Danielle: 13:28 And it doesn't bring in grants and grant money. And so although lip service is paid to, you know, international recognition, yada, yada, yada. If it's not bringing in grant money and it's not the traditional publishing. No, I've published a lot in academic journals, but essays, so New England Journal of Medicine and the Lancet, all these big medical journals, but in their sort of essay perspectives in fact, the first time the New England Journal ever did it perspective, they refuse to do that sort of, you know, namby pamby you know, type of writing for the longest time. I was actually the first one they published, so it really took quite a risk with them. And so for the readership who would never seen that in those pages, that was a completely new piece I type of writing. And now that section is probably their most popular section. So I think it's been received well clinically, academically, probably not gonna get me tenure or promoted, but that's okay.
Jess: 14:22 One of the things I would love to know is where, how the Bellevue Literary Review got started and how you got involved in that, how you decided to start that and how it came about.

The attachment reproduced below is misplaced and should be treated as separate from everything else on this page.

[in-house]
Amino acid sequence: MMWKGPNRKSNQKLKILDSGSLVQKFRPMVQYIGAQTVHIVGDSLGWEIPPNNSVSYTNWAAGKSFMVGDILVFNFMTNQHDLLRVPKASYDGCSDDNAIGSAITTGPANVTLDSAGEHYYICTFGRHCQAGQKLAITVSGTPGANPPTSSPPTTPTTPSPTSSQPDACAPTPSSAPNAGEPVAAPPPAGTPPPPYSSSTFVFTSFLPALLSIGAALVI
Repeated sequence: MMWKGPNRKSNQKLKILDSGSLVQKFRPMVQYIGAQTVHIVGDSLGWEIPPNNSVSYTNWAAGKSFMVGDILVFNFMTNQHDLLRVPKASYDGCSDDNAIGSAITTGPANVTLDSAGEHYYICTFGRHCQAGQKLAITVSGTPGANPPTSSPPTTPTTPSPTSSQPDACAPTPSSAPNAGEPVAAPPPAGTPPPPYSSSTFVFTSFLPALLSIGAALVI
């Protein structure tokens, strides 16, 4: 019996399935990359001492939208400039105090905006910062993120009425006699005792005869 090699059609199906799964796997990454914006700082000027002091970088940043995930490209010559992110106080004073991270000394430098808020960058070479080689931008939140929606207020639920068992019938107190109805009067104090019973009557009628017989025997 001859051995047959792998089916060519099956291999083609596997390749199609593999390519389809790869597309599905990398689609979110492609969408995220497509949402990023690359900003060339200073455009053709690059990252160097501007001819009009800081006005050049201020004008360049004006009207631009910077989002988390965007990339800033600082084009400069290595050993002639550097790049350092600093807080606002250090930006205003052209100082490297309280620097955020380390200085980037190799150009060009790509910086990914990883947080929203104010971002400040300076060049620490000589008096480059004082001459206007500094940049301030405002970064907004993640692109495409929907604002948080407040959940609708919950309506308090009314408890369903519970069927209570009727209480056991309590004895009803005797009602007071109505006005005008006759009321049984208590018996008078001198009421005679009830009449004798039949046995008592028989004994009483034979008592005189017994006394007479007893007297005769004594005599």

Danielle: 14:32 Well after I got back from my, you know, year and a half of traveling and started to write when I started back in the clinic, I really wanted to bring some of that writing in. Now what we do is as academics as, as teachers is we the students, medical students hand in their writeups about the patients, the history and physical. It's very, very jargony. And you know, once you've read 10 or 20 or 50 or a hundred, they all kind of start to sound the same. So I find, send them, listen guys, you're killing me from one of your write-ups in this semester. Just tell me the patient's story. Ask the patient, what's it like that emphysema, what was it like when the doctor first told you that diabetes? And I started getting these really fascinating essays that people would turn in. Really interesting and they were sort of stacking up on a file cabinet at the same time we did a new chair of medicine come in Marty blazer and he was having the students on the hospital awards write a 1000 word essay on anything. Philosophy, pathophysiology, economics along as inspired by patient, just kind of heretical for medical students writing an essay. Oh my goodness. You know, he started having his little stack of essays and the student colleagues that you guys ought to meet. He just come on. I just started working there. So we met and we had a respect of stack of essays and we thought, you know, we should make a journal. We thought about, you know, an in-house mimeograph student journal. But as we talked more, it became apparent that issues of medicine and health are really universal. And then you listen, you can get by in life and never need a plumber or an accountant or a lawyer if you're lucky, but you're never going to get by without interfacing with the medical system. And even if you are perfectly healthy, you care for a child, an elderly parent, you have a job visible, you will never get by without it. And I think that that also in genders a real existential fear in people that their body or their mind might betray them, you know? And they can't control that. And when you're in the medical system, you are, you're powerless. Many times you don't know often what's going on. You can't speak the language, you're freezing cold in a gown, you don't know what's going to cost and you're in pain or worried about your family members. So it's very hard to sort of hold onto yourself. And so we thought maybe it makes sense to have a journal that allows you to creative way to address this because you know, the top 10 tips or that bending osteoporosis doesn't really, I think address that kind of things. So we put out a two line call for submissions for poetry fiction, nonfiction on health and healing. And we've got a thousand submissions right off the bat.